Star shortstops abound in the 2021-22 free agent market, but of all the shortstops slated to hit the open market this winter, Brandon Crawford leads the way in fWAR. In fact, Crawford’s 1.6 fWAR ranks fourth among all shortstops in baseball, as the longtime Giants fixture is enjoying a career year at age 34. Crawford is hitting .256/.336/.543 with 11 homers in 146 plate appearances, with a 138 wRC+ and 144 OPS+ that would both easily be new personal bests if Crawford can keep it going throughout the 2021 season.
Between his unexpectedly strong bat and his still-solid glove, Crawford has been a big part of the Giants’ success to this point. Now in his 11th season in the Bay Area, Crawford “would definitely love to finish my career here with the Giants,” he told Susan Slusser of the San Francisco Chronicle. However, “there haven’t been any talks or anything like that. I’m focused on winning the game each night and playing my best throughout the years. These things will fall into place.”
It is still early in the season, of course, but there appears to be some stability in Crawford’s underlying metrics. He ranks in the 90th percentile of all hitters in barrel rate (14.9%), and his hard-hit ball numbers have been on the rise over the last two seasons. Crawford’s .353 xwOBA is above average, and not far below his .372 wOBA.
Crawford told Slusser that the Giants’ coaching staff made some changes to his batting stance and his swing, in an attempt to “keep my swing more on plane for a longer time,” Crawford said. “So you’re able to hit the fastball but then if you’re a little bit out front, you’re able to stay on plane with the baseball a little bit longer and still drive an offspeed pitch.” The result is that Crawford has been crushing four-seam fastballs this season, and he’s generally succeeded against all types of pitches except some below-average numbers against curveballs.
Crawford is in the final season of a six-year, $75MM extension signed in November 2015. For a while, it seemed like this contract was becoming an albatross, as he posted below-average offensive numbers from 2017-19 and even his glovework started to drop off in 2018 and 2019. This season, however, the Giants have gotten quite a bit of production from not only Crawford, but all of the other high-priced veterans (Brandon Belt, Evan Longoria, Johnny Cueto, and Buster Posey) who all seemed to be a decline phase, though Crawford and Belt also hit well in 2020.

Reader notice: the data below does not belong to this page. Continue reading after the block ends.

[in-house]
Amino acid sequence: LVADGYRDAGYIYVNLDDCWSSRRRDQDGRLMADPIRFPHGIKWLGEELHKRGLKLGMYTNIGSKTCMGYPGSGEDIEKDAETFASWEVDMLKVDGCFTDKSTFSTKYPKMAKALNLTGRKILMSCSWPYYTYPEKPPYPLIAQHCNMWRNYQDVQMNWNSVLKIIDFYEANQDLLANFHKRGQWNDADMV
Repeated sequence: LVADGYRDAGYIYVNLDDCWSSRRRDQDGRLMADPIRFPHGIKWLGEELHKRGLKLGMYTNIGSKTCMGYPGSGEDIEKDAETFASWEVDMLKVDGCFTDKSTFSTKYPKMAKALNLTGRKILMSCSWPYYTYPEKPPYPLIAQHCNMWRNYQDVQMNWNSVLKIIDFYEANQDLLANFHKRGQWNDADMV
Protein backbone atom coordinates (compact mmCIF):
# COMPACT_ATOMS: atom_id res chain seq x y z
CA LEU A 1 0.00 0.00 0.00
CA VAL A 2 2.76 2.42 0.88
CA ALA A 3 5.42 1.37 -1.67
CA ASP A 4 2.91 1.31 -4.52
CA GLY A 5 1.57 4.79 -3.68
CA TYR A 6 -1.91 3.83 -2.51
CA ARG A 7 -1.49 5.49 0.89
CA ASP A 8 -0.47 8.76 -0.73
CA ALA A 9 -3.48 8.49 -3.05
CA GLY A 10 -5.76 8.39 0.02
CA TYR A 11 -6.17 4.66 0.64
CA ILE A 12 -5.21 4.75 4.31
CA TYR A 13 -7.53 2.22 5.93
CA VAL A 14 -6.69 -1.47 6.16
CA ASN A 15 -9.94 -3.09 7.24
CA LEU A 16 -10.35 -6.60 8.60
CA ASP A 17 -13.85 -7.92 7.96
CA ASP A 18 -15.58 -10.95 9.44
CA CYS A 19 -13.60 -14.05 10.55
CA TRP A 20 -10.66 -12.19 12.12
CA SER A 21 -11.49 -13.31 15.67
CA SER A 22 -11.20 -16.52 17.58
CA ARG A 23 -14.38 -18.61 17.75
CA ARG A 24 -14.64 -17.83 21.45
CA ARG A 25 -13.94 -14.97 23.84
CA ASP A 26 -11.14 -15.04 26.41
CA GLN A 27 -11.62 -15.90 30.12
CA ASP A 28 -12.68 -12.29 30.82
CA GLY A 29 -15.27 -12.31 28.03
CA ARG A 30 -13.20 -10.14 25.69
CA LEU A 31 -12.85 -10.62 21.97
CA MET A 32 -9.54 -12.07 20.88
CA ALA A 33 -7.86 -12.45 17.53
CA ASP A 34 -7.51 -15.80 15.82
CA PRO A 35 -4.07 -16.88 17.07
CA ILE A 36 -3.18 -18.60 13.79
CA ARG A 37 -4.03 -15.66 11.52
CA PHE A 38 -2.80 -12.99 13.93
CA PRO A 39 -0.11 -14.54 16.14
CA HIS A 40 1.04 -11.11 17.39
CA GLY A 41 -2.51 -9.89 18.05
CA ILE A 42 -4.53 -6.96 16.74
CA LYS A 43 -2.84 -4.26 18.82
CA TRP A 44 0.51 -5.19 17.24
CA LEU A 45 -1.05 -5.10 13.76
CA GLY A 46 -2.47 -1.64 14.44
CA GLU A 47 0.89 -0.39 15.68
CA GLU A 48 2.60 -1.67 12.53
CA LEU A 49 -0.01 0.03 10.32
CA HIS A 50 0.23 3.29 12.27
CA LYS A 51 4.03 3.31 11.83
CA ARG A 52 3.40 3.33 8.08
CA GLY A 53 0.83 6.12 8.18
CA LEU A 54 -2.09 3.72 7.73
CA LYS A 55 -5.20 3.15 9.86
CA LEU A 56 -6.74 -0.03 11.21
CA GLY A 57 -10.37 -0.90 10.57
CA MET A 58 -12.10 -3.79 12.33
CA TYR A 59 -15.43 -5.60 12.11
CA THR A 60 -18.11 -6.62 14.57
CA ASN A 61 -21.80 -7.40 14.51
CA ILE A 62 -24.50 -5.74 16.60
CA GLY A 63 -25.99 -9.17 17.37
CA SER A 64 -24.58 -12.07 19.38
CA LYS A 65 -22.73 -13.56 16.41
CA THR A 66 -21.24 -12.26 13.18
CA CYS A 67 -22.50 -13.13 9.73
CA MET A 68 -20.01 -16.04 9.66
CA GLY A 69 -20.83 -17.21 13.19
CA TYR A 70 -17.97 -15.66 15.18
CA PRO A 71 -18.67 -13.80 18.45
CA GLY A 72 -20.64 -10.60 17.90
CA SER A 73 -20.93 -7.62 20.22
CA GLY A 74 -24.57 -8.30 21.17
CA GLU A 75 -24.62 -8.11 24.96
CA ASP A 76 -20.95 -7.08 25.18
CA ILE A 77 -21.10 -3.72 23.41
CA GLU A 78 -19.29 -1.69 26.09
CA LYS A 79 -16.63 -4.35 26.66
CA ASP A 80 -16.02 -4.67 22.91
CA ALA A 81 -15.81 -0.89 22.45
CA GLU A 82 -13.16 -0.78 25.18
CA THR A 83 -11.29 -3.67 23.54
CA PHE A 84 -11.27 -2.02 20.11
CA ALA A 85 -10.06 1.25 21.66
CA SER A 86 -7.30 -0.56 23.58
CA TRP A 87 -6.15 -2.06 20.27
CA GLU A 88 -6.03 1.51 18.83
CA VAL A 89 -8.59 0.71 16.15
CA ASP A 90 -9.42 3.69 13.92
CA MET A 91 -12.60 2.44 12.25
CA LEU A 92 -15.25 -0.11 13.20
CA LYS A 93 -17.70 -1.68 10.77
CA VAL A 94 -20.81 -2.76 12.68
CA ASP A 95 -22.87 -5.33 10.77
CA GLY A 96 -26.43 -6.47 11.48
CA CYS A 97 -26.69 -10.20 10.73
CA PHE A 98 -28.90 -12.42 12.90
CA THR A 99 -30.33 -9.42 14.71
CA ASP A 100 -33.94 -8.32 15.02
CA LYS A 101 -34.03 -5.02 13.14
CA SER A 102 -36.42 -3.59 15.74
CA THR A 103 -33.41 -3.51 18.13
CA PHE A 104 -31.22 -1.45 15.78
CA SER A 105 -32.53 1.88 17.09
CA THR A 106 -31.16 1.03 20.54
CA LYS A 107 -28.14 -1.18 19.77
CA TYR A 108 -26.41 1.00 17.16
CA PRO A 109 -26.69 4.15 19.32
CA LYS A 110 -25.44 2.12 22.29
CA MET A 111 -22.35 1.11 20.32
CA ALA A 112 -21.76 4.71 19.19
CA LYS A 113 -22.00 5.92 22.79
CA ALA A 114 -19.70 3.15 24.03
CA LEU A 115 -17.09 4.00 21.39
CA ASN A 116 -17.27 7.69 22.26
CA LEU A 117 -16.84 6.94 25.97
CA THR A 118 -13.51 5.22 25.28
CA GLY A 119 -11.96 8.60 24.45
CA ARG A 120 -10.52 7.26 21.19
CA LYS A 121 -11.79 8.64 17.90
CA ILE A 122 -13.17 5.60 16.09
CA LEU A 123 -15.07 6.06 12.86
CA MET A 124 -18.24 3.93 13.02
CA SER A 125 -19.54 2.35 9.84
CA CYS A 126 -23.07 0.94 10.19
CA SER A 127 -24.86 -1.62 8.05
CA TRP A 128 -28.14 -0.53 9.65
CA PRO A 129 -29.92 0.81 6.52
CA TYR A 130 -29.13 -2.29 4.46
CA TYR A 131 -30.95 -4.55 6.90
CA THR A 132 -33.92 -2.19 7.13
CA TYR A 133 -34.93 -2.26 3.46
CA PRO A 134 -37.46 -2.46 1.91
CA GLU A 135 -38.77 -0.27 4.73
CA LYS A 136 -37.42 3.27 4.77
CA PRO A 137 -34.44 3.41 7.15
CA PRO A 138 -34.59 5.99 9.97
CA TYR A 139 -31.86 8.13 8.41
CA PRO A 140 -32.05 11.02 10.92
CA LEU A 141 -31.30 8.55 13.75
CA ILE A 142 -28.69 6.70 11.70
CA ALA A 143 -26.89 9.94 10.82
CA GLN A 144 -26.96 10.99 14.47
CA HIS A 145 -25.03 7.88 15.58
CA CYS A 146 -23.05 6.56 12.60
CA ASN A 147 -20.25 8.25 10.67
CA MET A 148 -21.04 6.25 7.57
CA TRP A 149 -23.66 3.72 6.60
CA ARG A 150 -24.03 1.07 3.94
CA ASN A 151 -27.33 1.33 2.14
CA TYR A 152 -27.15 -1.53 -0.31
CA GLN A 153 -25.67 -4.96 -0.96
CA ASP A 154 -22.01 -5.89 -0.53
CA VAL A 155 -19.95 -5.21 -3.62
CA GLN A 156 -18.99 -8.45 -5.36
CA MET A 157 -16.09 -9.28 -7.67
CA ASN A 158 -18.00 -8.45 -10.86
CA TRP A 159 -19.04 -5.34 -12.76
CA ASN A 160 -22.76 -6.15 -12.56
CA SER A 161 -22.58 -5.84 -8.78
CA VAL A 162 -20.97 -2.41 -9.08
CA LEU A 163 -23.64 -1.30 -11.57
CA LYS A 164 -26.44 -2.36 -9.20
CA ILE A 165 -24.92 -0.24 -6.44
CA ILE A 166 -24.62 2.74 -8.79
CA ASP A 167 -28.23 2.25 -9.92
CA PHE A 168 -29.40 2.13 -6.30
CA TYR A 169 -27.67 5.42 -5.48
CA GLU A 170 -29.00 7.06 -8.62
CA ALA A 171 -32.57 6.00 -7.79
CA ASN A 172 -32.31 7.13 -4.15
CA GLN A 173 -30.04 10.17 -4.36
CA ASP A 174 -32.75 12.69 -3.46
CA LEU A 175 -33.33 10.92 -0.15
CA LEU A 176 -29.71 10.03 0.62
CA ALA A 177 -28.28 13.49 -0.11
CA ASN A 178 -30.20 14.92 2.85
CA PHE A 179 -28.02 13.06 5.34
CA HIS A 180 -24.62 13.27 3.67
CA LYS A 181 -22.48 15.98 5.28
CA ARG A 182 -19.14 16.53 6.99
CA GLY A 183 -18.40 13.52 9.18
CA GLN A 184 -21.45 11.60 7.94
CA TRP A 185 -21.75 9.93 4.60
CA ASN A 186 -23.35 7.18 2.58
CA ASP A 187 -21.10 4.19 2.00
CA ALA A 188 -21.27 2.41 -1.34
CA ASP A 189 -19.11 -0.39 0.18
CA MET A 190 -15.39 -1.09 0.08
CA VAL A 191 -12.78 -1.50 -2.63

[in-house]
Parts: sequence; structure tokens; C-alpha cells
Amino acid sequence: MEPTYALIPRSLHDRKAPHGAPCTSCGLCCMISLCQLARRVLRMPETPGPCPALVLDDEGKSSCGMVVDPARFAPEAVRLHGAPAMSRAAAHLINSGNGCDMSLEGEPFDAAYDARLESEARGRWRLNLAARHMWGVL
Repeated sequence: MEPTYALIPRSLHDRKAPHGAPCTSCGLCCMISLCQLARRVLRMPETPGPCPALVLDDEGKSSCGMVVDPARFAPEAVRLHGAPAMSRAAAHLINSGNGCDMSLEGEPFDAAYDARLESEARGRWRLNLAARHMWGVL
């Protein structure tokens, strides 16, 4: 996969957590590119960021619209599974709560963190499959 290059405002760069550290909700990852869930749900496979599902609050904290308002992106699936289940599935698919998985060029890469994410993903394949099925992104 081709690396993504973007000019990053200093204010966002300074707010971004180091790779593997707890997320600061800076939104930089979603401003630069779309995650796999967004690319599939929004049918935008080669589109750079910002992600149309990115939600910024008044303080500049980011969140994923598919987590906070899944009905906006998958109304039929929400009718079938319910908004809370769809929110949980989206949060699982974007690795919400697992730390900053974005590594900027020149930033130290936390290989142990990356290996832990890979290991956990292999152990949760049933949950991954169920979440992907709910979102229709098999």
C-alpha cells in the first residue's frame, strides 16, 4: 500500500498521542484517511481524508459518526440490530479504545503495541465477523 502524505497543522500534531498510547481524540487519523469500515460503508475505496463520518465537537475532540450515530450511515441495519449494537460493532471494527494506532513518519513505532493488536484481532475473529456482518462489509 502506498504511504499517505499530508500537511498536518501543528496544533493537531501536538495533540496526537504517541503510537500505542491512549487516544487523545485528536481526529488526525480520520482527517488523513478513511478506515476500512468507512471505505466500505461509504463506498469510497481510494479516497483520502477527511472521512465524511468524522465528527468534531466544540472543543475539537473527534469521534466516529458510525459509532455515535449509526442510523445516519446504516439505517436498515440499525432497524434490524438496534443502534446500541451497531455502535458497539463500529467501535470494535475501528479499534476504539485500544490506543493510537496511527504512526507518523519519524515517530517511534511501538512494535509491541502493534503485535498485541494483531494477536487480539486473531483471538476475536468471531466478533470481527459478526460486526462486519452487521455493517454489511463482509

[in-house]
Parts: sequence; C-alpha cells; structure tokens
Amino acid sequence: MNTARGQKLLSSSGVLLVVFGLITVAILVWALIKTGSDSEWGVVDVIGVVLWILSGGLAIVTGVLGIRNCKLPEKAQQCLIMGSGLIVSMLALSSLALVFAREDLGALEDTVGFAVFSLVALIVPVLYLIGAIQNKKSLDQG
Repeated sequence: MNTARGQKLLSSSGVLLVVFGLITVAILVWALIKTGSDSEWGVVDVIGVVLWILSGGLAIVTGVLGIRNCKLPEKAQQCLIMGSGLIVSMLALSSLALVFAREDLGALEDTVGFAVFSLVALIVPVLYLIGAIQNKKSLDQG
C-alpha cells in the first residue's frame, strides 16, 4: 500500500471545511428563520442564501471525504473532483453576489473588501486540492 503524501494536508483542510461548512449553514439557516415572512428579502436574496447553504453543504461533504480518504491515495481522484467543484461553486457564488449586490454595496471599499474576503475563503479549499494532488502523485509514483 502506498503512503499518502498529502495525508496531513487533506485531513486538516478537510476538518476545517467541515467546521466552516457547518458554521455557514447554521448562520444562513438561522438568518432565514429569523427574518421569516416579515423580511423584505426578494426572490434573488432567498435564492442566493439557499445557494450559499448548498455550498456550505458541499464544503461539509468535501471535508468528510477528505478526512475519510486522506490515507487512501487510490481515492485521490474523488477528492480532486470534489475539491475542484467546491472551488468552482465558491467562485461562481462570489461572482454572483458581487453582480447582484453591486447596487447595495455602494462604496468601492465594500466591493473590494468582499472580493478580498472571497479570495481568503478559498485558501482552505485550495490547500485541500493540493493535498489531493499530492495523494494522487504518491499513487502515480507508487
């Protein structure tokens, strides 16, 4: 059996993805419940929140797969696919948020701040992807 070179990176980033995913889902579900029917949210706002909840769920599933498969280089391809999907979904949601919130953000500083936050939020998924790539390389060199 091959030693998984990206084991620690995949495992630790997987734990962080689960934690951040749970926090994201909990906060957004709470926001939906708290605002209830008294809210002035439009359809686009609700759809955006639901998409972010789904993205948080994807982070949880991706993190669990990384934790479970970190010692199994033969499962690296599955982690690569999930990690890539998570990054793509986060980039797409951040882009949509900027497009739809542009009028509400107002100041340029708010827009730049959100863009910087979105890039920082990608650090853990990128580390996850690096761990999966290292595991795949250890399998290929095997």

It creates an interesting dynamic for Giants president of baseball operations Farhan Zaidi, whose quiet rebuild of the team is already starting to bear fruit a bit early, as the Giants are 28-19 in Zaidi’s third season running the front office. Crawford and Belt are free agents and the Giants hold club options on Posey and Cueto for 2022, so the expectation has been that San Francisco would have a ton of salary coming off the books this winter, and plenty of room to spend on some higher-priced upgrades.
While it’s unlikely that all four veterans are back at Oracle Park next season, it stands to reason that the Giants might have interest in retaining at least one of these familiar faces going forward. Slusser writes that Crawford would “certainly consider a hometown-discount type deal,” which could make sense given that Crawford is both a local product (from nearby Mountain View, California) and because he has been so open about being a Giant for life. While there haven’t been any contract talks thus far, Zaidi and GM Scott Harris could be taking a wait-and-see approach with Crawford’s hot start.
If Crawford is open to a below-market contract, that could certainly help his chances of a new deal with the team. Top prospect Marco Luciano is a looming factor, but Luciano is currently in Single-A and doesn’t turn 20 until September, so he still might be a couple of years away from the big leagues. It’s certainly possible to consider a scenario where the Giants re-sign Crawford for another year or two as a bridge to Luciano as the shortstop of the future.